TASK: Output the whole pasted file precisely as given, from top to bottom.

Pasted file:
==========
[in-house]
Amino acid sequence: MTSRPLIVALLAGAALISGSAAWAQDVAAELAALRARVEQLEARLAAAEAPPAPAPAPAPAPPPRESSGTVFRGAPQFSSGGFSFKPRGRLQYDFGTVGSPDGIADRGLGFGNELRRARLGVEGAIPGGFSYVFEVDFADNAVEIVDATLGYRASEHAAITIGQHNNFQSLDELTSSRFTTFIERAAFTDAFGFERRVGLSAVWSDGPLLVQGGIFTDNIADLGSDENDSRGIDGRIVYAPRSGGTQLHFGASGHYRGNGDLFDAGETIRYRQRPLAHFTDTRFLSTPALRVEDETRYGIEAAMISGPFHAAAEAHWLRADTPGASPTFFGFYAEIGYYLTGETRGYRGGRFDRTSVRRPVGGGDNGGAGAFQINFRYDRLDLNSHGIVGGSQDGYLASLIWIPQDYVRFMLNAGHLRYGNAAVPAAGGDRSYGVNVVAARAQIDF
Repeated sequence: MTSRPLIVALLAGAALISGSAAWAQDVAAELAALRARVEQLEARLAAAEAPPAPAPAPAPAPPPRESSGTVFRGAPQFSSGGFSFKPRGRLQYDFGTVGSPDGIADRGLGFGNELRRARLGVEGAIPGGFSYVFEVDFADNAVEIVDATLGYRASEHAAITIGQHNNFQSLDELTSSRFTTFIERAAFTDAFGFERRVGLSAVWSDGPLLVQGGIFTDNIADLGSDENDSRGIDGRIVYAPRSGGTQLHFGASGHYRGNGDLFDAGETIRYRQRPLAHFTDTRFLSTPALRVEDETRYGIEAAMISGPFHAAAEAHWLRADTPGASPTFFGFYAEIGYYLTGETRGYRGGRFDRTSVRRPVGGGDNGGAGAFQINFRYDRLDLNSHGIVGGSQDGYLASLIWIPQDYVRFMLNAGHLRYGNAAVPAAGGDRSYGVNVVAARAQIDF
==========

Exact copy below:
[in-house]
Amino acid sequence: MTSRPLIVALLAGAALISGSAAWAQDVAAELAALRARVEQLEARLAAAEAPPAPAPAPAPAPPPRESSGTVFRGAPQFSSGGFSFKPRGRLQYDFGTVGSPDGIADRGLGFGNELRRARLGVEGAIPGGFSYVFEVDFADNAVEIVDATLGYRASEHAAITIGQHNNFQSLDELTSSRFTTFIERAAFTDAFGFERRVGLSAVWSDGPLLVQGGIFTDNIADLGSDENDSRGIDGRIVYAPRSGGTQLHFGASGHYRGNGDLFDAGETIRYRQRPLAHFTDTRFLSTPALRVEDETRYGIEAAMISGPFHAAAEAHWLRADTPGASPTFFGFYAEIGYYLTGETRGYRGGRFDRTSVRRPVGGGDNGGAGAFQINFRYDRLDLNSHGIVGGSQDGYLASLIWIPQDYVRFMLNAGHLRYGNAAVPAAGGDRSYGVNVVAARAQIDF
Repeated sequence: MTSRPLIVALLAGAALISGSAAWAQDVAAELAALRARVEQLEARLAAAEAPPAPAPAPAPAPPPRESSGTVFRGAPQFSSGGFSFKPRGRLQYDFGTVGSPDGIADRGLGFGNELRRARLGVEGAIPGGFSYVFEVDFADNAVEIVDATLGYRASEHAAITIGQHNNFQSLDELTSSRFTTFIERAAFTDAFGFERRVGLSAVWSDGPLLVQGGIFTDNIADLGSDENDSRGIDGRIVYAPRSGGTQLHFGASGHYRGNGDLFDAGETIRYRQRPLAHFTDTRFLSTPALRVEDETRYGIEAAMISGPFHAAAEAHWLRADTPGASPTFFGFYAEIGYYLTGETRGYRGGRFDRTSVRRPVGGGDNGGAGAFQINFRYDRLDLNSHGIVGGSQDGYLASLIWIPQDYVRFMLNAGHLRYGNAAVPAAGGDRSYGVNVVAARAQIDF